Looking more closely at the first two concertos, we can follow the close relation between poems and music. In the first concerto, Spring, the first four lines of the sonnet describe the birds, breezes, and streams. This is the subject of the first part of the first movement of the concerto, and Vivaldi immediately sets the scene with bright melodic lines and steady rhythms. Next, a storm gathers. Although ominous, the storm does not last long and the birds soon return. In the remainder of the sonnet and concerto, humans are introduced to the story through pastoral images: first, a goatherd asleep with his dog near him and, finally, shepherds and nymphs celebrating with a bagpipe and dancing.
In the second concerto, Summer, a scene similar to that of Spring is brought to mind with bird calls (cuckoo, turtle dove, and goldfinch), but now the sun is described as harsh and its effect on man and nature is pronounced. Vivaldi captures this feeling vividly with a descending, or one might even say wilting, melodic line. The second movement is filled with the threat of a storm, as well as annoying insects, and in the third movement the swift and powerful storm arrives, leaving destruction in its wake.
The musical characterizations in The Four Seasons speak to the individual performer and listener alike in the detail of the scene depicted as well as the emotions associated with that scene. Vivaldi’s music then unites those separate experiences in a common musical one.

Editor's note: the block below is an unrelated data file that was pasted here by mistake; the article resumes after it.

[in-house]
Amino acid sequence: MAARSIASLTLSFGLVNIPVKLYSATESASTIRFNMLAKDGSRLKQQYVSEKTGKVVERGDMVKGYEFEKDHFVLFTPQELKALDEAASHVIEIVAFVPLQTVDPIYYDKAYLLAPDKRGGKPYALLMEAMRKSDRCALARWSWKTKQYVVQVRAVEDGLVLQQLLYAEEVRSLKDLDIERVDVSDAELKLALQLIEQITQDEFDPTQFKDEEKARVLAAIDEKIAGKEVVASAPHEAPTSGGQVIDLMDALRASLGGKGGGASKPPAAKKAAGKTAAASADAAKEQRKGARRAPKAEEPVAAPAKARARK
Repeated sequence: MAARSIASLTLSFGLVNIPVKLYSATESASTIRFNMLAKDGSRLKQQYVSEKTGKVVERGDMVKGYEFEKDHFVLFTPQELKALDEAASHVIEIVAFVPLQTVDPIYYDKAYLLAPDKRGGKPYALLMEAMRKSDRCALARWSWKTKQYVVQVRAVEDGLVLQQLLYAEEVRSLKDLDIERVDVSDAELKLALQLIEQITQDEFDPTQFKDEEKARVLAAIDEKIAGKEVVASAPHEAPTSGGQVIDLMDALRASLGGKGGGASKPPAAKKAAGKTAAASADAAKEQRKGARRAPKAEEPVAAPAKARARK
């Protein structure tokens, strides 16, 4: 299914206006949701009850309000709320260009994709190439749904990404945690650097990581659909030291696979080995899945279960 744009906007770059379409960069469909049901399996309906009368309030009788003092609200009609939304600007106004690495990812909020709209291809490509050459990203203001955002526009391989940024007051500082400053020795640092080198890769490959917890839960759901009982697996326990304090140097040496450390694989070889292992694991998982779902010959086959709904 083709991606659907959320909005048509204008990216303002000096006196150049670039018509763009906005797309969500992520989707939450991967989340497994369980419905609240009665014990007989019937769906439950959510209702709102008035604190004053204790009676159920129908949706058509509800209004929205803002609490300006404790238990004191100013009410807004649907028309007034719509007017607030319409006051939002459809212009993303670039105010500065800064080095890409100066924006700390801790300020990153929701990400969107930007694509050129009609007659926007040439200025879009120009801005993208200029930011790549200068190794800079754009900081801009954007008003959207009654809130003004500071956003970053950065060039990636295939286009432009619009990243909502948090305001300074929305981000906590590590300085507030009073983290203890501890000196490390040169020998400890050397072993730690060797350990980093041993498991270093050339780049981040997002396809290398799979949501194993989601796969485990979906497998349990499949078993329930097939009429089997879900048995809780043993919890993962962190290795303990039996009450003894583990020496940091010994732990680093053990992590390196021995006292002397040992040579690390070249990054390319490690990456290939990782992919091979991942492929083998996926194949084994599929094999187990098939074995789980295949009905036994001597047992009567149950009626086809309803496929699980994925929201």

Compared to Vivaldi, Corelli wrote relatively few compositions; however, the influence of those works on the next generation of composers, particularly Handel, is without question. Corelli’s Opus 6 concerti grossi are true masterpieces. Published after his death in 1714, these works probably circulated in manuscript form as early as the 1680s. Each concerto is carefully crafted, balanced in form and variety of movements, and filled with musical connections both subtle and bold.
The Concerto in C Minor, Op. 6, No. 3 contains three movements that are divided into five sections. The first movement begins slowly (Largo) with dotted rhythms that create a lilting effect; it is paired with a lively Allegro in triple meter. In the next movement, Corelli again pairs slow and fast sections. The Grave section features suspensions that seem to dissolve, and the following Vivace begins with the soloists in harmony. The final Allegro dances with its imitative patterns that coalesce before again splintering off.